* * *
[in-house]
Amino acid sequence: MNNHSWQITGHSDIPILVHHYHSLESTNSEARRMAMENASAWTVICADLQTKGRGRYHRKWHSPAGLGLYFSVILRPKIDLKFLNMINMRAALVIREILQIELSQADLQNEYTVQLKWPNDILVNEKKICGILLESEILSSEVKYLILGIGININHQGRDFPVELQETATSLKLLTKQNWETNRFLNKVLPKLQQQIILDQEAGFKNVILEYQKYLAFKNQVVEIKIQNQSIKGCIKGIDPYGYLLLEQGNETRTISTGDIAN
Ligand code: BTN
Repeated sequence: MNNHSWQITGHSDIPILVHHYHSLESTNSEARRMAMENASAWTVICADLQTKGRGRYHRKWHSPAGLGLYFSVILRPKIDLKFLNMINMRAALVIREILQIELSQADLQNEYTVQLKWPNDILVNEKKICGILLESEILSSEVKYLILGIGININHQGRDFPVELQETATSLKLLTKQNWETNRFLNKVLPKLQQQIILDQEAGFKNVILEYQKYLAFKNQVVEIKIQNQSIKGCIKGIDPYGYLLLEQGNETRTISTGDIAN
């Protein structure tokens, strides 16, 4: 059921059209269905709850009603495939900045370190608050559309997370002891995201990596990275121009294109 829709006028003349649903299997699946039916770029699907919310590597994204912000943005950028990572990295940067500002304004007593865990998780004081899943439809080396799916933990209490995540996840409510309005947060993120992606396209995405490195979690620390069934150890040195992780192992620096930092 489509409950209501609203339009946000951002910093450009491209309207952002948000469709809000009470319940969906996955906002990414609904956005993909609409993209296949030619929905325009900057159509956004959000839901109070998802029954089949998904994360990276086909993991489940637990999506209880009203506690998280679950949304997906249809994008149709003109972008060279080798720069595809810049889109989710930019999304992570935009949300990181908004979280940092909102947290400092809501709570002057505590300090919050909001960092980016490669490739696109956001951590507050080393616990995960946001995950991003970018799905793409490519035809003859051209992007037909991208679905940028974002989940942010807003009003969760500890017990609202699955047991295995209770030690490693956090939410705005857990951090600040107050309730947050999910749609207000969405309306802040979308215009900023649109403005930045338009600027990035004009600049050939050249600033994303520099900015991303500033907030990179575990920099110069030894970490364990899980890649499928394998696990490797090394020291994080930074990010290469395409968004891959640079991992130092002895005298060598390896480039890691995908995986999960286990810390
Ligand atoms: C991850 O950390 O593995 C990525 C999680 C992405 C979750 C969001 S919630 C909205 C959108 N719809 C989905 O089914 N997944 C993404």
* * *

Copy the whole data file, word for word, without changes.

[in-house]
Amino acid sequence: MNNHSWQITGHSDIPILVHHYHSLESTNSEARRMAMENASAWTVICADLQTKGRGRYHRKWHSPAGLGLYFSVILRPKIDLKFLNMINMRAALVIREILQIELSQADLQNEYTVQLKWPNDILVNEKKICGILLESEILSSEVKYLILGIGININHQGRDFPVELQETATSLKLLTKQNWETNRFLNKVLPKLQQQIILDQEAGFKNVILEYQKYLAFKNQVVEIKIQNQSIKGCIKGIDPYGYLLLEQGNETRTISTGDIAN
Ligand code: BTN
Repeated sequence: MNNHSWQITGHSDIPILVHHYHSLESTNSEARRMAMENASAWTVICADLQTKGRGRYHRKWHSPAGLGLYFSVILRPKIDLKFLNMINMRAALVIREILQIELSQADLQNEYTVQLKWPNDILVNEKKICGILLESEILSSEVKYLILGIGININHQGRDFPVELQETATSLKLLTKQNWETNRFLNKVLPKLQQQIILDQEAGFKNVILEYQKYLAFKNQVVEIKIQNQSIKGCIKGIDPYGYLLLEQGNETRTISTGDIAN
């Protein structure tokens, strides 16, 4: 059921059209269905709850009603495939900045370190608050559309997370002891995201990596990275121009294109 829709006028003349649903299997699946039916770029699907919310590597994204912000943005950028990572990295940067500002304004007593865990998780004081899943439809080396799916933990209490995540996840409510309005947060993120992606396209995405490195979690620390069934150890040195992780192992620096930092 489509409950209501609203339009946000951002910093450009491209309207952002948000469709809000009470319940969906996955906002990414609904956005993909609409993209296949030619929905325009900057159509956004959000839901109070998802029954089949998904994360990276086909993991489940637990999506209880009203506690998280679950949304997906249809994008149709003109972008060279080798720069595809810049889109989710930019999304992570935009949300990181908004979280940092909102947290400092809501709570002057505590300090919050909001960092980016490669490739696109956001951590507050080393616990995960946001995950991003970018799905793409490519035809003859051209992007037909991208679905940028974002989940942010807003009003969760500890017990609202699955047991295995209770030690490693956090939410705005857990951090600040107050309730947050999910749609207000969405309306802040979308215009900023649109403005930045338009600027990035004009600049050939050249600033994303520099900015991303500033907030990179575990920099110069030894970490364990899980890649499928394998696990490797090394020291994080930074990010290469395409968004891959640079991992130092002895005298060598390896480039890691995908995986999960286990810390
Ligand atoms: C991850 O950390 O593995 C990525 C999680 C992405 C979750 C969001 S919630 C909205 C959108 N719809 C989905 O089914 N997944 C993404």